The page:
Ethical issues in curriculum development


  • Fostering Student Ethical Development as Part of the Curriculum
  • Ethical Issues in Education – Barriers to Learning in Schools
  • Our Curriculum
  • What Are Some Ethical Issues Every School Must Discuss?
  • Fostering Student Ethical Development as Part of the Curriculum

    Tenure protects teachers from arbitrary dismissal by school officials. Tenure derived from the Pendleton Civil Service Act of , which was originally established as a merit system for government workers.

    Tenure rights for teachers in the United States date back to , when the NEA lobbied for these rights. States define tenure laws for teachers in public schools, including elements like probationary periods and termination procedures. A school district can dismiss a tenured teacher for justifiable reasons such as noncompliance, immoral conduct, committing a crime, and insubordination. A teacher can also be dismissed for financial reasons, such as when a school district has a deficiency of funds.

    Tenure does not guarantee a teacher a job for life, nor does it offer lifetime employment security Hart, The focus of tenure is on supporting and protecting good teachers. It is an earned process that mandates due process.

    The benefits of a continuing contract or tenure are that a school must show cause in order to dismiss you because you, as the teacher, have due process rights. In addition, teacher tenure has been shown to increase morale and overall teacher involvement within a school and collaboration among colleagues.

    Presently, some states are changing their legislation as it relates to teacher tenure. Department of Education both require states to evaluate student achievement and teacher effectiveness. Therefore, some states have begun to change tenure laws to adhere to the accountability requirements stipulated by the U. Department of Education as it relates to teacher evaluation and student achievement.

    As a result, some tenure systems have been removed or revamped with annual contracts requiring satisfactory performance. Additional states are also currently contemplating limiting or removing tenure for teachers.

    Both have been in existence for more than years and support teachers, along with other school personnel. As unions, both organizations support their members with collective bargaining, whereby they work alongside teachers as they negotiate with their respective school districts to resolve disputes, as well as to lobby Congress for state and federal legislation that would impact educational related issues, including teacher rights and responsibilities.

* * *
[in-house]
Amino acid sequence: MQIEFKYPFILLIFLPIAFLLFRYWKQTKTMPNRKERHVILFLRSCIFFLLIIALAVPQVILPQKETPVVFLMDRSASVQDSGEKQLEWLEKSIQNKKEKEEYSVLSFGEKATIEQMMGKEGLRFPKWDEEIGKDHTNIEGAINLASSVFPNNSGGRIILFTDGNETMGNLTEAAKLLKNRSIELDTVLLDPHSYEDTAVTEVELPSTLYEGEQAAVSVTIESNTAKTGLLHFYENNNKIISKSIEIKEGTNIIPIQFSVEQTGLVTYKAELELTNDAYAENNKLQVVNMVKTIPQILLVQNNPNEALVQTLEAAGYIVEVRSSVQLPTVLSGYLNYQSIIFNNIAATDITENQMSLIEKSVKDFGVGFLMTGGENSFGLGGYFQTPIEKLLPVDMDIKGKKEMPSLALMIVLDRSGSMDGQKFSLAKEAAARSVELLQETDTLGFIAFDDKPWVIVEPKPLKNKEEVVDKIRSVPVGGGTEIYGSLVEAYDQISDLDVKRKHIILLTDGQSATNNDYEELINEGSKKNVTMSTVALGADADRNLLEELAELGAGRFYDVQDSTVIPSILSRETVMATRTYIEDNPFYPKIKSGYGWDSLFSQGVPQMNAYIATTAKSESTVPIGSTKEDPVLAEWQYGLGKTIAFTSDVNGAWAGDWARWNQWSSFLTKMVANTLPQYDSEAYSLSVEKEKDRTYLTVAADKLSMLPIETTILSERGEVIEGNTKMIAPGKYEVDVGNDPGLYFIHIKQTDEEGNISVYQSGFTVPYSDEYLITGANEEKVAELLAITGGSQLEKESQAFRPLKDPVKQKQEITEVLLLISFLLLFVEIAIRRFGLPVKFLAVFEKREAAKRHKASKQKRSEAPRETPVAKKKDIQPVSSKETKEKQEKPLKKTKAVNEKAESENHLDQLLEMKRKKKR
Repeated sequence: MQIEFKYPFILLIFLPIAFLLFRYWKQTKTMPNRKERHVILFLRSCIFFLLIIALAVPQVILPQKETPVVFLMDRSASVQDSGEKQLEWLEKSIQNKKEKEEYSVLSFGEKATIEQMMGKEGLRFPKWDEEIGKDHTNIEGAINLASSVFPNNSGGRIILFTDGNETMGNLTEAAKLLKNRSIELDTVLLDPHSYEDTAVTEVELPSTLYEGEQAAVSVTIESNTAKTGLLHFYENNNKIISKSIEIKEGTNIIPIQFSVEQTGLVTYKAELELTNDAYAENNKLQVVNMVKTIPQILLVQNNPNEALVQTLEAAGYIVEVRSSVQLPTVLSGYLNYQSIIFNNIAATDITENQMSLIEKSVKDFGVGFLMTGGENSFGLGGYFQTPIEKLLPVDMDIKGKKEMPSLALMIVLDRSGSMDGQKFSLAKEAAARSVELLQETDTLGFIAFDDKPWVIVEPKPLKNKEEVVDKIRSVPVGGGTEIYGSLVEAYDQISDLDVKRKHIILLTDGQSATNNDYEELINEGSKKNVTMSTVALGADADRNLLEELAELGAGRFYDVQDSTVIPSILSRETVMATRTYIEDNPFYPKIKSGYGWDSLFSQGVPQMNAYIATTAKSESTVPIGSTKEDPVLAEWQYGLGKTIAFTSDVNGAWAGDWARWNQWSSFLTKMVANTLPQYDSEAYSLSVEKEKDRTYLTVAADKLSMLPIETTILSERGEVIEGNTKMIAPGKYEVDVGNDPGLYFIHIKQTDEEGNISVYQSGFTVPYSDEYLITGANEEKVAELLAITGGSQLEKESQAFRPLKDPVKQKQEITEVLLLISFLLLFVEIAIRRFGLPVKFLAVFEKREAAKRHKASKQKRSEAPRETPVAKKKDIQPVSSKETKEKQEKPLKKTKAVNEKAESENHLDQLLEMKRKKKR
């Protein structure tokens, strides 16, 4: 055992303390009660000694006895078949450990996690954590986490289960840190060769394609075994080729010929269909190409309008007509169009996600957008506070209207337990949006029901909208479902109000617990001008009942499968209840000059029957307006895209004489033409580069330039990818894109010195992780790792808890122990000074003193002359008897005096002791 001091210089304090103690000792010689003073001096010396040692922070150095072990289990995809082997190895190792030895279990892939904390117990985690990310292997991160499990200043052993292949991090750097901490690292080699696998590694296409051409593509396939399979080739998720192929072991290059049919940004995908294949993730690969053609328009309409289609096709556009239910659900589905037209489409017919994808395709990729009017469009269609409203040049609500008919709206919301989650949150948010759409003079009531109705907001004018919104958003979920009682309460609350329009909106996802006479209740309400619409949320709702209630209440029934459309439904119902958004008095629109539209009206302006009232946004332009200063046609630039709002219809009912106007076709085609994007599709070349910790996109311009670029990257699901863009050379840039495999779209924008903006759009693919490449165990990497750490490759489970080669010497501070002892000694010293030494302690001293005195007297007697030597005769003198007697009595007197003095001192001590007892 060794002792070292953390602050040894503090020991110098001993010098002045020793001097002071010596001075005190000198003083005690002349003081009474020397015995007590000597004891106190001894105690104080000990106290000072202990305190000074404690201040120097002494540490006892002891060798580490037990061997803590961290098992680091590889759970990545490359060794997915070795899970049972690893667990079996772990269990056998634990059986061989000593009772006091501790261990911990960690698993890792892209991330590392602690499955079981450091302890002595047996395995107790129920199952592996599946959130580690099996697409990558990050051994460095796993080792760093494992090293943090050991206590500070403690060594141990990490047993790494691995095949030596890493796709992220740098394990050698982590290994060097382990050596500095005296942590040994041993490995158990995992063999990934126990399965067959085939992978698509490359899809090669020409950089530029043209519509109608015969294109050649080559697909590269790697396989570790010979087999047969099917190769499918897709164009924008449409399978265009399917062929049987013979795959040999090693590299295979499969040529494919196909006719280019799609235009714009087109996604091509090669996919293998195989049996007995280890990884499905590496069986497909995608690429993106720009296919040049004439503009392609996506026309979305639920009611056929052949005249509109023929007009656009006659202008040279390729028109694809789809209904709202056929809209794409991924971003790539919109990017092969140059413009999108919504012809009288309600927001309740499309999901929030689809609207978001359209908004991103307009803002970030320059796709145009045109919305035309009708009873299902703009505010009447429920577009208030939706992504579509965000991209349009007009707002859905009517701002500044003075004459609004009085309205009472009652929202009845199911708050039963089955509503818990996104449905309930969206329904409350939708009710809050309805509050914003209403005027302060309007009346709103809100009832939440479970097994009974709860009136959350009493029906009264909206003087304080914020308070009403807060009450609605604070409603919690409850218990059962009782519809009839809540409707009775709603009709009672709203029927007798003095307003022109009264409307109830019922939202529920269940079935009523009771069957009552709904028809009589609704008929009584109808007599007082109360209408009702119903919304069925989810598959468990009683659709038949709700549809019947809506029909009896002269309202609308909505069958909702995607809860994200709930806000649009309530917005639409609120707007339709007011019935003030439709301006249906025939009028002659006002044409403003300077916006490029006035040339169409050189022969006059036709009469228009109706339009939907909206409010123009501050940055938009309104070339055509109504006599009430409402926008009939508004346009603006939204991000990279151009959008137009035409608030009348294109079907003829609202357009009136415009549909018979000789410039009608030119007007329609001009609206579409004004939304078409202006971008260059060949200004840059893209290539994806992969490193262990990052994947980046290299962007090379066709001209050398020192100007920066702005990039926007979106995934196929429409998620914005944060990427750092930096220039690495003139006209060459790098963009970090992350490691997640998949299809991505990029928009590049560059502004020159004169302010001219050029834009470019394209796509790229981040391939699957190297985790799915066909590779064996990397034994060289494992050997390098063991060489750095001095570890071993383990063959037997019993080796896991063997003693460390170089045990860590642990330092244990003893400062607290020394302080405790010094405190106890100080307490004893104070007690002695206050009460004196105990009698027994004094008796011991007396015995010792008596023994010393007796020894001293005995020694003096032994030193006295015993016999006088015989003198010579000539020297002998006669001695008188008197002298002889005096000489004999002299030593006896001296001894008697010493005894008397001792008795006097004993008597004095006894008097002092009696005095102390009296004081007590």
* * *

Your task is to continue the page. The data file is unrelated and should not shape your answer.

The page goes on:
In some states, teacher unions will support your right to strike as a means of collective bargaining. Because of their legally-binding nature, negotiating fair contracts can be a common cause of a strike.

    You can join either organization, but since not all states recognize unions, the NEA or AFT may not be able to assist you with collective bargaining or school board negotiations, depending on your state of employment. Even so, each professional organization provides support, a rich network of educators, and professional development around issues and opportunities that can be beneficial for your teaching practice. It is not often that educators are permitted to strike because they are employed by the state and are considered vital to public service.

    Still, some teachers do strike regardless of state laws that may prevent them from striking, such as we saw in in West Virginia, Kentucky, and Oklahoma.

    When teachers go on strike, the impacted school board can obtain a court injunction to order teachers back to the school and teachers can lose pay for each day on strike. In many states, they can also be dismissed from their teaching positions for striking. Academic Freedom Many teachers consider academic freedom to be a constitutional freedom outlined by the First Amendment. Because a teacher is a state employee and has signed a legally binding teaching contract, the teacher has a legal obligation to adhere to the rules and regulations identified by the school board and the laws of the state and federal government.